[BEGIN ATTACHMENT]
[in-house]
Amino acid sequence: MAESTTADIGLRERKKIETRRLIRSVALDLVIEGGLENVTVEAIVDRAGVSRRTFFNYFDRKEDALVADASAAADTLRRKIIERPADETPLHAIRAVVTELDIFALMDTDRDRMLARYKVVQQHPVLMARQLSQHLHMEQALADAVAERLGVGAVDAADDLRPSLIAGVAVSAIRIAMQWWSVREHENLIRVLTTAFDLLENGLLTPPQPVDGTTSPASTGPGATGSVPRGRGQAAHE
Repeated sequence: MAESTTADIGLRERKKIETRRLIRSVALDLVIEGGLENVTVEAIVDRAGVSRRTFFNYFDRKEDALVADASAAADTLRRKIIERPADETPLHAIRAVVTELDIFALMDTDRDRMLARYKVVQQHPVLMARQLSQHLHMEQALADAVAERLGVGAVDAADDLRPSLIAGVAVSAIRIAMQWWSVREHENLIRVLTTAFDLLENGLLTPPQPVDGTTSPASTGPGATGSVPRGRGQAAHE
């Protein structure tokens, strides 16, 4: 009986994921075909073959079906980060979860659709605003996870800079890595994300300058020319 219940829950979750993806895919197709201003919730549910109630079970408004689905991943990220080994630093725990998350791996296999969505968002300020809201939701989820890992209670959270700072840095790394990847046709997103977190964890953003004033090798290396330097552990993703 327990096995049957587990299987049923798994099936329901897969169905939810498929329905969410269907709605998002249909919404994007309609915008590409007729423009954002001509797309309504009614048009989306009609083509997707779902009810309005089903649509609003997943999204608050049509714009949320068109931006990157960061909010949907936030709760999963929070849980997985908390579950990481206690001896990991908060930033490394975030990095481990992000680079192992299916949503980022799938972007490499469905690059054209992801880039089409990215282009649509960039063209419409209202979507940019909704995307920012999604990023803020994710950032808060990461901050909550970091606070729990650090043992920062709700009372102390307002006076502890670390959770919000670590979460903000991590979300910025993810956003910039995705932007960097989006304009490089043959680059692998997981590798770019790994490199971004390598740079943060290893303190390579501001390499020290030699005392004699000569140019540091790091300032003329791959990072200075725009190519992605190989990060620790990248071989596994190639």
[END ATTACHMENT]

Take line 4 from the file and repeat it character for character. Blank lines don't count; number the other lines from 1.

């Protein structure tokens, strides 16, 4: 009986994921075909073959079906980060979860659709605003996870800079890595994300300058020319 219940829950979750993806895919197709201003919730549910109630079970408004689905991943990220080994630093725990998350791996296999969505968002300020809201939701989820890992209670959270700072840095790394990847046709997103977190964890953003004033090798290396330097552990993703 327990096995049957587990299987049923798994099936329901897969169905939810498929329905969410269907709605998002249909919404994007309609915008590409007729423009954002001509797309309504009614048009989306009609083509997707779902009810309005089903649509609003997943999204608050049509714009949320068109931006990157960061909010949907936030709760999963929070849980997985908390579950990481206690001896990991908060930033490394975030990095481990992000680079192992299916949503980022799938972007490499469905690059054209992801880039089409990215282009649509960039063209419409209202979507940019909704995307920012999604990023803020994710950032808060990461901050909550970091606070729990650090043992920062709700009372102390307002006076502890670390959770919000670590979460903000991590979300910025993810956003910039995705932007960097989006304009490089043959680059692998997981590798770019790994490199971004390598740079943060290893303190390579501001390499020290030699005392004699000569140019540091790091300032003329791959990072200075725009190519992605190989990060620790990248071989596994190639």